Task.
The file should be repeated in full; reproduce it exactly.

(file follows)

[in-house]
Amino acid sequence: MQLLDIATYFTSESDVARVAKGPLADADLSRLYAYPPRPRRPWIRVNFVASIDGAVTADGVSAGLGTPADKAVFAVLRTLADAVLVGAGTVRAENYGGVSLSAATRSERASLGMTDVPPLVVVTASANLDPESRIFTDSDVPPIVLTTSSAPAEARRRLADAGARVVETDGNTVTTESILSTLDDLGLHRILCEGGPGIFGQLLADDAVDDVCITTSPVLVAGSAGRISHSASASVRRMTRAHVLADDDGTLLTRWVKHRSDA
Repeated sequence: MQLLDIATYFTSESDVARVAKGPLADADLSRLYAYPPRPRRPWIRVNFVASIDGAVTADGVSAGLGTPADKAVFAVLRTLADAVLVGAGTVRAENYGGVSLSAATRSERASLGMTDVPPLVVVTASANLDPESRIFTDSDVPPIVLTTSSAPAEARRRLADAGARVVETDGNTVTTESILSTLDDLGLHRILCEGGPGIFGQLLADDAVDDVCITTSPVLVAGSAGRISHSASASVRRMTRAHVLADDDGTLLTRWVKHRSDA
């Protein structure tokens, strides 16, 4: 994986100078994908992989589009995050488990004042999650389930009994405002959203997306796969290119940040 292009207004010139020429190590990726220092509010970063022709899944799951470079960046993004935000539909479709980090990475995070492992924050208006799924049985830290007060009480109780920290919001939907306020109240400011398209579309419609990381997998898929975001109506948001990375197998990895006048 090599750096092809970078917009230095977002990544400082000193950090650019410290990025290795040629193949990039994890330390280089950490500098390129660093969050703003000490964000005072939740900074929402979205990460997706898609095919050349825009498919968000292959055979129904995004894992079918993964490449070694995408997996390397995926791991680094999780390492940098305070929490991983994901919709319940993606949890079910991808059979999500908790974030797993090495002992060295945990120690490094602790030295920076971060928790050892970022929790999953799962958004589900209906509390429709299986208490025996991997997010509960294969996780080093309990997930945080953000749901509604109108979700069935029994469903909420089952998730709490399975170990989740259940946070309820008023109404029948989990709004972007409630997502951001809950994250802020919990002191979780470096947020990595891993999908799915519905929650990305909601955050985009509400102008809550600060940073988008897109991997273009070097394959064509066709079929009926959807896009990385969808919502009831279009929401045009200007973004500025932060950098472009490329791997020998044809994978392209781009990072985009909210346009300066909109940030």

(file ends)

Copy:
[in-house]
Amino acid sequence: MQLLDIATYFTSESDVARVAKGPLADADLSRLYAYPPRPRRPWIRVNFVASIDGAVTADGVSAGLGTPADKAVFAVLRTLADAVLVGAGTVRAENYGGVSLSAATRSERASLGMTDVPPLVVVTASANLDPESRIFTDSDVPPIVLTTSSAPAEARRRLADAGARVVETDGNTVTTESILSTLDDLGLHRILCEGGPGIFGQLLADDAVDDVCITTSPVLVAGSAGRISHSASASVRRMTRAHVLADDDGTLLTRWVKHRSDA
Repeated sequence: MQLLDIATYFTSESDVARVAKGPLADADLSRLYAYPPRPRRPWIRVNFVASIDGAVTADGVSAGLGTPADKAVFAVLRTLADAVLVGAGTVRAENYGGVSLSAATRSERASLGMTDVPPLVVVTASANLDPESRIFTDSDVPPIVLTTSSAPAEARRRLADAGARVVETDGNTVTTESILSTLDDLGLHRILCEGGPGIFGQLLADDAVDDVCITTSPVLVAGSAGRISHSASASVRRMTRAHVLADDDGTLLTRWVKHRSDA
């Protein structure tokens, strides 16, 4: 994986100078994908992989589009995050488990004042999650389930009994405002959203997306796969290119940040 292009207004010139020429190590990726220092509010970063022709899944799951470079960046993004935000539909479709980090990475995070492992924050208006799924049985830290007060009480109780920290919001939907306020109240400011398209579309419609990381997998898929975001109506948001990375197998990895006048 090599750096092809970078917009230095977002990544400082000193950090650019410290990025290795040629193949990039994890330390280089950490500098390129660093969050703003000490964000005072939740900074929402979205990460997706898609095919050349825009498919968000292959055979129904995004894992079918993964490449070694995408997996390397995926791991680094999780390492940098305070929490991983994901919709319940993606949890079910991808059979999500908790974030797993090495002992060295945990120690490094602790030295920076971060928790050892970022929790999953799962958004589900209906509390429709299986208490025996991997997010509960294969996780080093309990997930945080953000749901509604109108979700069935029994469903909420089952998730709490399975170990989740259940946070309820008023109404029948989990709004972007409630997502951001809950994250802020919990002191979780470096947020990595891993999908799915519905929650990305909601955050985009509400102008809550600060940073988008897109991997273009070097394959064509066709079929009926959807896009990385969808919502009831279009929401045009200007973004500025932060950098472009490329791997020998044809994978392209781009990072985009909210346009300066909109940030």